March 2015 library profile:
"To the young, oncoming naturalist, I would say: Never forget the trail, look ever for the track in the snow; it is the priceless, unimpeachable record of the creature's life and thought, in the oldest writing known on the earth. Never forget the trail!"
~Ernest Thompson Seton
One of the joys of walking the grounds of The Morton Arboretum in winter is the excitement of spotting animal tracks in the snow. Was a deer passing by? Maybe it as a rabbit or a fox! The Sterling Morton Library can help you learn to see animal tracks and signs that give clues as to what animals have been around and how they interacted with each other and the environment. Paul Rezendes book Tracking & the Art of Seeing is divided up into chapters by animal families and species. Rezendes explores the characteristics, tracks and trail patterns, and signs (scat, prey, signs of feeding) of each type of animal providing supporting photographs and drawings that illustrate his explanations and descriptions. This emphasis on signs apart from just tracks is important in understanding and reading sites where animals have been, and knowing these signs can help identify ambiguous or unclear tracks and give clues as to the animal's purpose and behavior instead of just direction of travel. Learn how to track animal prints in the snow, identify signs of digging or eating, or just learn more about animal behaviors using this and other resources that the Sterling Morton Library provides!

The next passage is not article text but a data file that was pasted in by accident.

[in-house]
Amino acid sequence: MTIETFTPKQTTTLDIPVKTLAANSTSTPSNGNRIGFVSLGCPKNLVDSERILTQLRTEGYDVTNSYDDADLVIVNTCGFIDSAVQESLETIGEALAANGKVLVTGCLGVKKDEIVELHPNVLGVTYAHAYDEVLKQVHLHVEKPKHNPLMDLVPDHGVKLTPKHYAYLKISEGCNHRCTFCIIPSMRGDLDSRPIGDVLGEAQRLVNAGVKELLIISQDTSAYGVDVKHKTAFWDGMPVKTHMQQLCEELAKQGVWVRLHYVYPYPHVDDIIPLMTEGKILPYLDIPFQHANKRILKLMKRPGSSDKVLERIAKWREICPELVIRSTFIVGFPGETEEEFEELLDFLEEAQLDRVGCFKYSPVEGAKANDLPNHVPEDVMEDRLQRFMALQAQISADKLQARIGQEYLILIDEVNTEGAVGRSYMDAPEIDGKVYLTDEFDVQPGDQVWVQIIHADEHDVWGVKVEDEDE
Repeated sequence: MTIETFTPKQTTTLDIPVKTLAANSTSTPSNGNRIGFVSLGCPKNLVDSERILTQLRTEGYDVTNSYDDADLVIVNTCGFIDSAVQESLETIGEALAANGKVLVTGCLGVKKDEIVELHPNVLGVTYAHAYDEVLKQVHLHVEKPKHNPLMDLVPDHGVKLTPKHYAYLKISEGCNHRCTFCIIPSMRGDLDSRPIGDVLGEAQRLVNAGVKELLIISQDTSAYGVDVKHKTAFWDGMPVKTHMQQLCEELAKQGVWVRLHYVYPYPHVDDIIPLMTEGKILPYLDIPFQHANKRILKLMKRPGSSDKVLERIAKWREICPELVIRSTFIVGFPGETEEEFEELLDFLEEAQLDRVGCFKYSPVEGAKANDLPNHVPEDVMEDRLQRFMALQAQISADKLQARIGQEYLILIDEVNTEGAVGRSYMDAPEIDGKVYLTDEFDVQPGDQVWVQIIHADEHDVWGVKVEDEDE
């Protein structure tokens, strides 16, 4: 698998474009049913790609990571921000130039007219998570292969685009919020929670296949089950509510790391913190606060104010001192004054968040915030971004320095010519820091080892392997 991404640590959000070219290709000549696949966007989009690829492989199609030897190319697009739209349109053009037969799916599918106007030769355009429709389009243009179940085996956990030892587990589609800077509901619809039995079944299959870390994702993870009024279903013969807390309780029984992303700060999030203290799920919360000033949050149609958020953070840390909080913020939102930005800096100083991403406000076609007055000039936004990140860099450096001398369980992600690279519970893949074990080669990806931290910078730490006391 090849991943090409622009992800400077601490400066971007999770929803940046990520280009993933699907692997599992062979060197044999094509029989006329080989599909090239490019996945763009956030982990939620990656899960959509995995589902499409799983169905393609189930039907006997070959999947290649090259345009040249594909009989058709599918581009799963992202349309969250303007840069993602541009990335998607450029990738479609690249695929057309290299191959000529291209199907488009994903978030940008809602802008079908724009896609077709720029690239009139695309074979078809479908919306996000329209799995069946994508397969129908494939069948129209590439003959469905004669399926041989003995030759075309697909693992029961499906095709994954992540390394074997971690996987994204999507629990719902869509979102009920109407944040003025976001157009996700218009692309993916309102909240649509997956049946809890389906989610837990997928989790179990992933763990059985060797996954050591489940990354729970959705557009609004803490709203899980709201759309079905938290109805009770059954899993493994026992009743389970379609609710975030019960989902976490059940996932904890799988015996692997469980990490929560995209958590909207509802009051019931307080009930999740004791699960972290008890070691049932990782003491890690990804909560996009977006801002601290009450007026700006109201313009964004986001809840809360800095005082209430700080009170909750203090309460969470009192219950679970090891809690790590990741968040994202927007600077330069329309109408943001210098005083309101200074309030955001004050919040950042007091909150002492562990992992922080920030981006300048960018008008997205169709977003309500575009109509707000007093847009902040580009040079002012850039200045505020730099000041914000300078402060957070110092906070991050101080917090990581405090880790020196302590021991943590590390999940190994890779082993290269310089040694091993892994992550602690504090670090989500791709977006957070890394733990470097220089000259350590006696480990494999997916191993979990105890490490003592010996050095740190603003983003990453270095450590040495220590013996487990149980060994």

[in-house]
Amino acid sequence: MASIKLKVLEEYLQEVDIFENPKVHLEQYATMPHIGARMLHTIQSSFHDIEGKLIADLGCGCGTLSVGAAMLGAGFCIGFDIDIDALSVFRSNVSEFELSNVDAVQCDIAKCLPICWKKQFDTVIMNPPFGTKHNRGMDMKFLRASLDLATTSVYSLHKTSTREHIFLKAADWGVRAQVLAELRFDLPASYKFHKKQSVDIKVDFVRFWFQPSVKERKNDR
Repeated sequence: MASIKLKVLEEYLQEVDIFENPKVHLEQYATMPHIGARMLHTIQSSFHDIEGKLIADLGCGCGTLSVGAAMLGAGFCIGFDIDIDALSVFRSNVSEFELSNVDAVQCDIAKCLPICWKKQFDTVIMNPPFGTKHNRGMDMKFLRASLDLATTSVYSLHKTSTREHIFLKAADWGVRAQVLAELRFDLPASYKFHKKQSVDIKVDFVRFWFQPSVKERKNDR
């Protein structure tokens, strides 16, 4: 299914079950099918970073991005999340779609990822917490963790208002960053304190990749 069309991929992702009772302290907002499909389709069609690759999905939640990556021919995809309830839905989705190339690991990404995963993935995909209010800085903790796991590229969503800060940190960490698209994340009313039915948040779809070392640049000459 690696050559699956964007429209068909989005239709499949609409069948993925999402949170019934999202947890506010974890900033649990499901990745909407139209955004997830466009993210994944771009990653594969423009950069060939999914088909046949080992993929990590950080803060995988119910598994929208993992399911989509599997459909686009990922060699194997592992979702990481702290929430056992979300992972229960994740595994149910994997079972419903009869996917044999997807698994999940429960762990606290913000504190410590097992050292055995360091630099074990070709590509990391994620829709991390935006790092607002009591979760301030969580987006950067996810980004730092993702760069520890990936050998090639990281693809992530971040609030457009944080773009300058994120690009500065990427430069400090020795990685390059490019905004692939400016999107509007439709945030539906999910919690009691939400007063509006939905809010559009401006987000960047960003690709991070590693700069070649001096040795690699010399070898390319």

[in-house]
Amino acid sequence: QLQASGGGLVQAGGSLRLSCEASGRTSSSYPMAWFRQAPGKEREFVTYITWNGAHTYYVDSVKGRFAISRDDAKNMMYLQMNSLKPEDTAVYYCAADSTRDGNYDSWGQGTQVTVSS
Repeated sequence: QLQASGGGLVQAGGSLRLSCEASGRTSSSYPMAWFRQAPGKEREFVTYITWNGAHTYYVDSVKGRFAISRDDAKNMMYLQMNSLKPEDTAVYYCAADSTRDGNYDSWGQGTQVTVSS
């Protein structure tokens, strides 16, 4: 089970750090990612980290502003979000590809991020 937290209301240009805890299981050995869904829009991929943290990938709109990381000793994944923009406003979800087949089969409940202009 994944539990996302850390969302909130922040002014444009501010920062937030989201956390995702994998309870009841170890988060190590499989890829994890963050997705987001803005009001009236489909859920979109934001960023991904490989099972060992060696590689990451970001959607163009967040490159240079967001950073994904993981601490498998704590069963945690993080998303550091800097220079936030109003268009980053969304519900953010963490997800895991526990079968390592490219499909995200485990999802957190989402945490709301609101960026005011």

"Searching for tracks is one of the most exciting things to do in all of nature, for tracks are a direct link to an animal's presence, and you never know beforehand whose track you may discover. To find tracks requires looking in places where animals live and on surfaces where their feet will leave impressions. There are four good surfaces that register tracks - snow, mud, dust, and sand. Snow is one of the best, for it usually provides a large, continuous surface that enables you to track an animal over a long distance and learn more about its behavior... the best snow is slightly moist and just a few inches deep; this does not inhibit the animals' movements, and it retains perfect impressions."
~from A Guide to Animal Tracking and Behavior by Donald and Lillian Stokes, p. 11
Tracking & the Art of Seeing: How to Read Animal Tracks & Sign by Paul Rezendes, 1992
A Field Guide to Mammal Tracking in North America by James Halfpenny, 1986
A Guide to Animal Tracking and Behavior by Donald and Lillian Stokes, 1986
A Field Guide to Animal Tracks by Olaus J. Murie, 1954
Tracks and Trailcraft by Ellsworth Jaeger, 1948
Animal Tracks by George F. Mason, 1943
Tracks by E.A.R. Ennion and N. Tinbergen, 1967
Animal Tracks and Signs by Preben Bang, 2006
Animal Tracks of the Great Lakes States by Chris Stall, 1989